The Future of Consumption


To: consumerforum@motherjones.com
From: tom_vanderbilt
Re: Max and Bill’s comments
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On the idea of spending less on Christmas, as a freelance writer of predictably slim economic means, I’m all for it. Yet as someone whose cash flow depends on magazines (who in turn depend on advertisements from Disney, Nike, and other producers of consumer and entertainment goods), I’m immediately implicated by this desire: If everyone followed suit, I might find myself out of a job.

As someone who also just completed on a book on athletic shoes and the global economy, I must say what struck me most profoundly was how by following this one product—sneakers—one could chart the intensification of consumption and consumer culture after World War II. Before the late 1970s the sneaker was an inexpensive—even in adjusted dollars—product worn mostly by children that might be replaced once a year. There were several producers who made a couple of different lines over a number of years, and little advertising. By the 1990s, the athletic shoe was an expensive product that came in a dizzying array of styles, with entire new lines being rolled out four times a year, with shoes specifically matched to different activities—the point being that you needed to buy more than one pair to do different activities.

The point to all this is that like sunglasses or t-shirts or other once simple and cheap goods, there are now more sneakers than there have ever been, across a wider price spectrum. Here comes the chicken and egg question: Is it consumer demand that has driven the intensification of production, or is it the drive by companies to boost profits by selling more goods more quickly? That’s too big a question to answer here, but I will point out that from 1950 to 1990 global spending on advertising rose from under $40 billion to over $250 billion, faster proportionally than population growth and the growth of the economy itself. I raise this statistic to suggest that the rise in consumption is not merely the collective expression of the popular economic will, but an outcome prodded and desired by the producers of the things we buy, desperate as they are to avoid the dread overaccumulation.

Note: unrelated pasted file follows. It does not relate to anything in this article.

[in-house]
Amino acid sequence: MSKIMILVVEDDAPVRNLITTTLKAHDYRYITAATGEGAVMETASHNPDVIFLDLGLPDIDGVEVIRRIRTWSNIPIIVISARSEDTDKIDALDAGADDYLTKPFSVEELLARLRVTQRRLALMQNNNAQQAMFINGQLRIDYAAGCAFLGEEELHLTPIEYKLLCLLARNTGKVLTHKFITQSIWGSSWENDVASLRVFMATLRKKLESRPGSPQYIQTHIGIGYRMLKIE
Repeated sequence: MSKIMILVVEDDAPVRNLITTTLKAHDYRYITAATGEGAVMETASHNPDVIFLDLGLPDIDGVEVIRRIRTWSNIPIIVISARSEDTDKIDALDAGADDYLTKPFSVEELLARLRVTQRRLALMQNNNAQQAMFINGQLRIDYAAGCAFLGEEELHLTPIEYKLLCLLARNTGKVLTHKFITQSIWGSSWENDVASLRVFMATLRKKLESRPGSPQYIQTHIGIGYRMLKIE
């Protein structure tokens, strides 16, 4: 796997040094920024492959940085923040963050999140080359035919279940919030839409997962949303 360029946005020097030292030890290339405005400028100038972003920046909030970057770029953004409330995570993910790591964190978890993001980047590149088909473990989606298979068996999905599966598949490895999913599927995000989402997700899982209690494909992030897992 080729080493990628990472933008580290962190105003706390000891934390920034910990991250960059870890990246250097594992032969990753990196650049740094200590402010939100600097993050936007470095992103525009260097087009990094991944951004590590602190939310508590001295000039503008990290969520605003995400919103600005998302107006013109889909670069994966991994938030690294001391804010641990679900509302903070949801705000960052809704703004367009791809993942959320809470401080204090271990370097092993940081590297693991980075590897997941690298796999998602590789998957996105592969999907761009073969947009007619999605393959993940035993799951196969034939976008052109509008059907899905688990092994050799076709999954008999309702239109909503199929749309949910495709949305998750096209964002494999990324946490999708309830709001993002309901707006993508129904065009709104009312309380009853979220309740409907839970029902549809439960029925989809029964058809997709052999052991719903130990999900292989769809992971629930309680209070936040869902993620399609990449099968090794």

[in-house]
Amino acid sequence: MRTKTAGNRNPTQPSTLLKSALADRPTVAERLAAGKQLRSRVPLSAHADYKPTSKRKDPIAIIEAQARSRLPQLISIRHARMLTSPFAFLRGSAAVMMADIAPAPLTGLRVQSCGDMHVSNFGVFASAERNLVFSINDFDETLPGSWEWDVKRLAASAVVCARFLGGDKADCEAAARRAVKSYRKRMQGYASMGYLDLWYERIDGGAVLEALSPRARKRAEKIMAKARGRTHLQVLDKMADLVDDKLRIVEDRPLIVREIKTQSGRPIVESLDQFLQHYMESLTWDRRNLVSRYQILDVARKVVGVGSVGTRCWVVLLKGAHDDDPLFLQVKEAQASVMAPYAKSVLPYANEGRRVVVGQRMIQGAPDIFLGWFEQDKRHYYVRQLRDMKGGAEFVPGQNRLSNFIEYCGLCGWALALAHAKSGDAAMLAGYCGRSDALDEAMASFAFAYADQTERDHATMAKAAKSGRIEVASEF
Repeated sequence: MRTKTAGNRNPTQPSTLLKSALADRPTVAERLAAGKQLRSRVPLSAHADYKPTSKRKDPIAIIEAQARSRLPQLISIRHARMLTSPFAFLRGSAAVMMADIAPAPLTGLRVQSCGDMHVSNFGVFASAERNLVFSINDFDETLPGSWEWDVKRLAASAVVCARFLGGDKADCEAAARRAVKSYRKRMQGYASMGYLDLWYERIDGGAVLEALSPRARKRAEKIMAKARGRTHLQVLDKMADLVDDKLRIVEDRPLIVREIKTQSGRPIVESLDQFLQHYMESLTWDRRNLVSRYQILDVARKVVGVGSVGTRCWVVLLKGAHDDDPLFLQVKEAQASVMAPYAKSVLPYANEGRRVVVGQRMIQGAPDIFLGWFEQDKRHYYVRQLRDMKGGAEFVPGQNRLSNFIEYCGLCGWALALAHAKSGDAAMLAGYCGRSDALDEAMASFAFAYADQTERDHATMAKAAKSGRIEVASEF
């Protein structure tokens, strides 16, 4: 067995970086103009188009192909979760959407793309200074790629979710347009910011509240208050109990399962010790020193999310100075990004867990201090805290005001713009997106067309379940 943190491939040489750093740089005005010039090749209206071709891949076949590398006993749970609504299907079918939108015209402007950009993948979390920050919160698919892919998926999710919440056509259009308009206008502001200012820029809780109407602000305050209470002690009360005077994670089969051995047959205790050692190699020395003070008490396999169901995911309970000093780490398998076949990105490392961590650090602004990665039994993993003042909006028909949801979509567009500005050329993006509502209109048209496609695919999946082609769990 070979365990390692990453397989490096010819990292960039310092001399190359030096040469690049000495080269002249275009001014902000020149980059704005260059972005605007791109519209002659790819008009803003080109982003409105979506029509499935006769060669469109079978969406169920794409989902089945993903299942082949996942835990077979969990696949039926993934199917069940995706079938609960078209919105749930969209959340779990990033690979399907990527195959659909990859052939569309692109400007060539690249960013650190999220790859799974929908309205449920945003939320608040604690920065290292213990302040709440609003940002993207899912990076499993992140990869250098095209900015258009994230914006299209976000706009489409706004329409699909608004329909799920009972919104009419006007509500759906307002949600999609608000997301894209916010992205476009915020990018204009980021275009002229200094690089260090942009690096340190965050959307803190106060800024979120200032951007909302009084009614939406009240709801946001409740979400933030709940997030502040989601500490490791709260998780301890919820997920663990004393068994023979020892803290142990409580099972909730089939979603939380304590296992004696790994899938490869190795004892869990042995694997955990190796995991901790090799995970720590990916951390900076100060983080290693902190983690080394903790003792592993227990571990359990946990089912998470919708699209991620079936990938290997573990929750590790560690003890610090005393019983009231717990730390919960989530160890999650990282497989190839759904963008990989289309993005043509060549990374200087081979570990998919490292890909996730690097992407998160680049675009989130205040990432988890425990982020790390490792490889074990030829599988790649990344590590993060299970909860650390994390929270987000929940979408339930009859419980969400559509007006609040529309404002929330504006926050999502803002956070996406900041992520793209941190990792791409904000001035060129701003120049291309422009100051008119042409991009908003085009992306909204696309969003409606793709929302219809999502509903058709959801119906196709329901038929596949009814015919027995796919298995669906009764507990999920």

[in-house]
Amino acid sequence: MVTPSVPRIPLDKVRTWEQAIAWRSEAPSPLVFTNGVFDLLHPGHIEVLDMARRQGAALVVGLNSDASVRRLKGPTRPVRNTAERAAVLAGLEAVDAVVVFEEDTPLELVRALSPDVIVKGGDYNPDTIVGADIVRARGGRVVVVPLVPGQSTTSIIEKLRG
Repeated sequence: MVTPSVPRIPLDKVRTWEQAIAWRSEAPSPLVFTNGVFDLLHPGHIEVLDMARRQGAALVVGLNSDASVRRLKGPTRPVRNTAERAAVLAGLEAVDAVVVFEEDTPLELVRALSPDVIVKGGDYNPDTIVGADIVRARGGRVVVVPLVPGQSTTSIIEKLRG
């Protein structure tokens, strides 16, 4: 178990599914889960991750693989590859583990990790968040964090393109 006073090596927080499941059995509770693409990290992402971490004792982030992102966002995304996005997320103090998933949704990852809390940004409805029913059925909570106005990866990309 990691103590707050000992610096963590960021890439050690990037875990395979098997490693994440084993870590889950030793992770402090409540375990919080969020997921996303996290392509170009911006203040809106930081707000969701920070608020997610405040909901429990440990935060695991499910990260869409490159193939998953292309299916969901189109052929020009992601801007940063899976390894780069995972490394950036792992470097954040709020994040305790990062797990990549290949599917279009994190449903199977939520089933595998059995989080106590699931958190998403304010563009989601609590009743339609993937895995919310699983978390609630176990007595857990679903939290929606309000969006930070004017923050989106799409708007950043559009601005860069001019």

The old saw goes: Coca-Cola doesn’t sell Coca-Cola, it sells advertising. So, figuratively, are we buying the products or buying the advertising? What if there were no advertising? Could the products sell themselves? Would we only buy things we needed?

Max Sawicky hints that exhorting people to buy less might somehow infringe upon the free speech of those who want to buy more, but I would suggest on the contrary that it is the anti-commercial activists who are subject to censorship. One immediate case is that several television networks refused to allow The Media Foundation to use advertising—one of few outlets of speech (and not free) in a consumer society—to promote Buy Nothing Day, ostensibly on the grounds that it ran counter to their interests. Not necessarily the interests of the American public, but the commercial sponsors and the network itself. Perhaps what’s good for General Motors is good for America, but why not let people make up their own minds and present alternative opinions, or, in the mantra of the marketplace, another choice?